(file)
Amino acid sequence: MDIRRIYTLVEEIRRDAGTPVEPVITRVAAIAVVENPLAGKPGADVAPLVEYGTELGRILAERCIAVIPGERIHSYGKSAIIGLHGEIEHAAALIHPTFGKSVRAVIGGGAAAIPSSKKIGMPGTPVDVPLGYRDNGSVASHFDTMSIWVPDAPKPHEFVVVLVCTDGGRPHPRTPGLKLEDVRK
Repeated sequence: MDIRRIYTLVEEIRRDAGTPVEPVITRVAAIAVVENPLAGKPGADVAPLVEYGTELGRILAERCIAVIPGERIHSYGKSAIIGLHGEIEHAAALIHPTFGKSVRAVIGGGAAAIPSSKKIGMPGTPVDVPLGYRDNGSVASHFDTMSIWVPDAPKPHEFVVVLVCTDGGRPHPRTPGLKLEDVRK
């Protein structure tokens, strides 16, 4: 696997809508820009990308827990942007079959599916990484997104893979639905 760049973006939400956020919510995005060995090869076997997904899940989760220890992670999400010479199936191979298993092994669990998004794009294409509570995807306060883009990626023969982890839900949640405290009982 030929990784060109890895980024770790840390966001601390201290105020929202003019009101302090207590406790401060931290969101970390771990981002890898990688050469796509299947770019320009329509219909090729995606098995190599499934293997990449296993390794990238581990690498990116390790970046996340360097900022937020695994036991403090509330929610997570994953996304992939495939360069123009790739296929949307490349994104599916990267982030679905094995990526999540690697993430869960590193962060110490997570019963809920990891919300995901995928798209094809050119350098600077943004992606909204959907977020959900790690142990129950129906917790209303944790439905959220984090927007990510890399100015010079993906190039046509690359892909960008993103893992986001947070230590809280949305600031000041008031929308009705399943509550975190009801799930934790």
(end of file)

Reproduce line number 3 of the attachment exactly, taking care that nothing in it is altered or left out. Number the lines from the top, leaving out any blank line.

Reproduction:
């Protein structure tokens, strides 16, 4: 696997809508820009990308827990942007079959599916990484997104893979639905 760049973006939400956020919510995005060995090869076997997904899940989760220890992670999400010479199936191979298993092994669990998004794009294409509570995807306060883009990626023969982890839900949640405290009982 030929990784060109890895980024770790840390966001601390201290105020929202003019009101302090207590406790401060931290969101970390771990981002890898990688050469796509299947770019320009329509219909090729995606098995190599499934293997990449296993390794990238581990690498990116390790970046996340360097900022937020695994036991403090509330929610997570994953996304992939495939360069123009790739296929949307490349994104599916990267982030679905094995990526999540690697993430869960590193962060110490997570019963809920990891919300995901995928798209094809050119350098600077943004992606909204959907977020959900790690142990129950129906917790209303944790439905959220984090927007990510890399100015010079993906190039046509690359892909960008993103893992986001947070230590809280949305600031000041008031929308009705399943509550975190009801799930934790």